There aren’t a lot of certainties for the Chicago Cubs moving forward. They have plenty of talent coming up through the system, but none of those are guarantees. And we’re heading into a winter where the Cubs could see a great deal of change on their active roster, once again.
One group of players that could be almost close to being settled, even though the 2013 season hasn’t ended yet, is their starting rotation. A group that has actually fared quite well at points during the season, and there are some arms that could be ready to make up a starting five for next year.
We know that Jeff Samardzija is already locked into a starting role next year. Despite some numbers that have declined after a brilliant 2012, Shark has still pitched pretty well. Edwin Jackson was a massive disappointment in the first half, but should be much better head into his second year with the club.
Also likely a lock is Travis Wood. He’s fallen off a bit here in the second half, but was the Cubs’ lone representative in the All Star Game in July. He’s trying to earn a contract extension, and took the right steps toward such an event with a strong 2013 campaign.
Beyond those three, there are no guarantees. But there are some pretty notable names that could make noise. Jake Arrieta has been very good in his brief action with the Cubs. If his head is on straight and he can hit his spots, he’s definitely going to be in the mix.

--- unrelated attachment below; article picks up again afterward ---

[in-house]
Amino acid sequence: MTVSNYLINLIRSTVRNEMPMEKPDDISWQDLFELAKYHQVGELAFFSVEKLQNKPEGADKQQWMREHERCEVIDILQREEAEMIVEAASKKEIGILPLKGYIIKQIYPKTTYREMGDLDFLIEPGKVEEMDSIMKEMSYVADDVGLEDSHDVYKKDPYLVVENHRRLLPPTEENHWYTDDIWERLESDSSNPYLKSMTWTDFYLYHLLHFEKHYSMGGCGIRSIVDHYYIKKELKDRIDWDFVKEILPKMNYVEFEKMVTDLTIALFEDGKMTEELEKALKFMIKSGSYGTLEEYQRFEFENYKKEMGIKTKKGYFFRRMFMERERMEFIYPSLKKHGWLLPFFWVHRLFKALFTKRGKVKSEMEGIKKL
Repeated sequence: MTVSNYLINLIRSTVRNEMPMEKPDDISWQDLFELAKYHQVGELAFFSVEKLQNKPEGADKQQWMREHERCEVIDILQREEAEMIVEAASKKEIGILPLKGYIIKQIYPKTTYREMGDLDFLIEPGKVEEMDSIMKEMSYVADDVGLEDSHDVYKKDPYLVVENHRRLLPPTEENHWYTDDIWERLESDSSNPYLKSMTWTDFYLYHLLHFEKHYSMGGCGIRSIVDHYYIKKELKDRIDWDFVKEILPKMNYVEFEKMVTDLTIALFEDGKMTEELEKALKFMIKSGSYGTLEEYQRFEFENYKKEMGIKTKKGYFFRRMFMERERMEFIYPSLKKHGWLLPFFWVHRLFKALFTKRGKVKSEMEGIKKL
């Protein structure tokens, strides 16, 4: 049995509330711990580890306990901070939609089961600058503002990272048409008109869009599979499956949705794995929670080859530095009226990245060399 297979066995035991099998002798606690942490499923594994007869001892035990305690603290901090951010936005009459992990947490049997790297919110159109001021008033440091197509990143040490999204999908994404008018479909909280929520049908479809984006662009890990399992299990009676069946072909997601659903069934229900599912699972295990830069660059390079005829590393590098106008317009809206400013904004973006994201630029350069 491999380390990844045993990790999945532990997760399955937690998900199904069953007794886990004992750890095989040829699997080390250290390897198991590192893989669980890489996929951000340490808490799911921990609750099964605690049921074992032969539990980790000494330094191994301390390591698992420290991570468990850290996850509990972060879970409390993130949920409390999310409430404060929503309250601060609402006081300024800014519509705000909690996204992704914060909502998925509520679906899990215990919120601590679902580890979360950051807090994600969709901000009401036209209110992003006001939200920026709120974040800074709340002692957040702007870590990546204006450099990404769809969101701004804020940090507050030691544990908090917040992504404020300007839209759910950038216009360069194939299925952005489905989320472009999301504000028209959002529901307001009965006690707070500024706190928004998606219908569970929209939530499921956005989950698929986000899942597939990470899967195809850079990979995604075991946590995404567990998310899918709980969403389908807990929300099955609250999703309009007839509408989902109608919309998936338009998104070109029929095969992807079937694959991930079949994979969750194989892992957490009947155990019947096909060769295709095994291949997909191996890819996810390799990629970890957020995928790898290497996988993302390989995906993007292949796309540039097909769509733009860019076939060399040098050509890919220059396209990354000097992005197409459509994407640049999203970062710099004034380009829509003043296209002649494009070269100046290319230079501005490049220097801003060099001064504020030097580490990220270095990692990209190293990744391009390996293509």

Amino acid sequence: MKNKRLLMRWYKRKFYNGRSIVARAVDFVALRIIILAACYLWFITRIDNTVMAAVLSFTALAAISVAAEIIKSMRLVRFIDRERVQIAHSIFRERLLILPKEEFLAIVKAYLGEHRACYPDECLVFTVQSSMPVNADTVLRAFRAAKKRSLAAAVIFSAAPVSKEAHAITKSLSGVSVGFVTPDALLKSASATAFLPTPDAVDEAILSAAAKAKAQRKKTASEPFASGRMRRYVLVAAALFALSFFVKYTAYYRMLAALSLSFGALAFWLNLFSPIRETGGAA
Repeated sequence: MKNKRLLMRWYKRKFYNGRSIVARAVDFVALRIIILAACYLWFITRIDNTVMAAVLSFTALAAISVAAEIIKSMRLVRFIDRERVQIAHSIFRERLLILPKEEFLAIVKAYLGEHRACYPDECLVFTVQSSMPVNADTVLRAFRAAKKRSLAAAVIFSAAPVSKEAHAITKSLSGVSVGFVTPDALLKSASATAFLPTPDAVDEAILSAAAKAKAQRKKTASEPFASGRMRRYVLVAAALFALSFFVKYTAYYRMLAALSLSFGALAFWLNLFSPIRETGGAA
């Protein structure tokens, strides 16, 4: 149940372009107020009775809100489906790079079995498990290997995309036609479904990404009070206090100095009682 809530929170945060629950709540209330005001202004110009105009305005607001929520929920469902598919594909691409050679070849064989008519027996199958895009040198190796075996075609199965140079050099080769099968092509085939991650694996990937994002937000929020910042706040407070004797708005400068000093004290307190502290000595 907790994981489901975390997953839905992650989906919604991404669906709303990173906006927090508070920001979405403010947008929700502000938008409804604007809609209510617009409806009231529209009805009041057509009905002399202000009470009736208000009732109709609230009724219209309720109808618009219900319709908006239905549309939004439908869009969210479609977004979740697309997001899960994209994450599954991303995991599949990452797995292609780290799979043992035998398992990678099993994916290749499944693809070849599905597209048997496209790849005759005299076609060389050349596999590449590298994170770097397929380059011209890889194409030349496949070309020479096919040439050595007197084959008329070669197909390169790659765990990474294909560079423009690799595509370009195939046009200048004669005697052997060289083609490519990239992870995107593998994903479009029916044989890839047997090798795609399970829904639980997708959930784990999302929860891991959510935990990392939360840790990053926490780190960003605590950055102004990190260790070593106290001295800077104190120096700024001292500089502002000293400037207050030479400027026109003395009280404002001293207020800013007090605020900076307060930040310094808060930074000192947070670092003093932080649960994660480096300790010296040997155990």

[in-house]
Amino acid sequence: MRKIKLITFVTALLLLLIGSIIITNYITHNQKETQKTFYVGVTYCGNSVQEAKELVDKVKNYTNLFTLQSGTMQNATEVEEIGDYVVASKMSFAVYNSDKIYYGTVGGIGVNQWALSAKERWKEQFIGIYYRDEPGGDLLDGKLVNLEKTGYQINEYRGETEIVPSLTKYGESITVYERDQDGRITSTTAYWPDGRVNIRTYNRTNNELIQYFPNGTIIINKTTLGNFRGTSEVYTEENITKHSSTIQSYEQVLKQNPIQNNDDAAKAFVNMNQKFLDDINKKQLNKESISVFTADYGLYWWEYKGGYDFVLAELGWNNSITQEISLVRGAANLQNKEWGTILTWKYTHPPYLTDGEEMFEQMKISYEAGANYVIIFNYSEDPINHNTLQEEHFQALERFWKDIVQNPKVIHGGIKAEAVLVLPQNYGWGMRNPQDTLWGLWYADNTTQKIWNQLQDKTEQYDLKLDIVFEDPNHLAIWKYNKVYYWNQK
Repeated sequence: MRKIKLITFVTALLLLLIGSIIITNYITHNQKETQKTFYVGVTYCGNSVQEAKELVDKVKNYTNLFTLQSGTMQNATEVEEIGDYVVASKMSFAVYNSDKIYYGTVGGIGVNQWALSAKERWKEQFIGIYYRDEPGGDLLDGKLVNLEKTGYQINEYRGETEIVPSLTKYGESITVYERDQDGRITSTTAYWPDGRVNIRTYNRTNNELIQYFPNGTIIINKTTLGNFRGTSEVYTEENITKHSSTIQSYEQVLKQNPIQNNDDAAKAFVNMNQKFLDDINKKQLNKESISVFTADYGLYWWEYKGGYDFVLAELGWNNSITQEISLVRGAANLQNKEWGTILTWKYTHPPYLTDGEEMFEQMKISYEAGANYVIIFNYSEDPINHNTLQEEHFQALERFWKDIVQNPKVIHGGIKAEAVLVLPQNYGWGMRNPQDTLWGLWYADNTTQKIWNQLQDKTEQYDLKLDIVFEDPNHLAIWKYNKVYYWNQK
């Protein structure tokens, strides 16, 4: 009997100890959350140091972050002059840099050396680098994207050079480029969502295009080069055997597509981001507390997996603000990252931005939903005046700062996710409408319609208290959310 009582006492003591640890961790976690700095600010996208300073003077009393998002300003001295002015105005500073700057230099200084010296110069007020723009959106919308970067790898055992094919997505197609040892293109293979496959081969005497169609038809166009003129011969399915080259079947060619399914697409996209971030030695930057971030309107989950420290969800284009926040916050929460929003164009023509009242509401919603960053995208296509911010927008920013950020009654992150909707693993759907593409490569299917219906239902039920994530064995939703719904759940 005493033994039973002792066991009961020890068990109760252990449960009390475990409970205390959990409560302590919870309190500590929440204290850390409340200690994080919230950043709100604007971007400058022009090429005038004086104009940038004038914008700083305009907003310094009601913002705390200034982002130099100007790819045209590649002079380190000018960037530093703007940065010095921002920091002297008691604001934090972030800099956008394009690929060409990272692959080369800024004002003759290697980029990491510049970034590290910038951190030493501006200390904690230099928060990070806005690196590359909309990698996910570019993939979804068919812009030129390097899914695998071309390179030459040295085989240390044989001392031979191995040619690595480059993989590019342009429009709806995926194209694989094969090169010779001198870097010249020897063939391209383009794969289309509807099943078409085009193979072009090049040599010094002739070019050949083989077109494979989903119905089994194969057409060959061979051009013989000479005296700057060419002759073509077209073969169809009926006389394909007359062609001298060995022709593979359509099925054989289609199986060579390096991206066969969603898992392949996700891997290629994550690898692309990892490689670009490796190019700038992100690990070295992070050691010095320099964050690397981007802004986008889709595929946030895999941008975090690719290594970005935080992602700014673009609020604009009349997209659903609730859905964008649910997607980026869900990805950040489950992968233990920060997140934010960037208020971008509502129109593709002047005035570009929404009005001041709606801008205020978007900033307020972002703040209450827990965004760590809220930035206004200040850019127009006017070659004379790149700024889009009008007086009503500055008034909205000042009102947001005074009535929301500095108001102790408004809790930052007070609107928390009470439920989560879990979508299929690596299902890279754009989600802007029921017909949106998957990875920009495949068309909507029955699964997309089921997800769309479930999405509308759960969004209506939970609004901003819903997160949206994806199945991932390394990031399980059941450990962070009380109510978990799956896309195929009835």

Scott Baker could also get a look next year. He was signed as yet another reclamation project, but made his debut just this past Sunday. He could accept another year with the Cubs in order to try and restore his value after almost a full season rehabbing from Tommy John surgery. Justin Grimm, acquired in the Matt Garza deal, is another candidate.
The point is that the Cubs have options for their starting rotation heading into 2014. While they may look to add some competition for roles at the back end, there’s no reason to think that a combination of these six couldn’t get it done. It also depends, of course, on what they bring in over the course of the winter.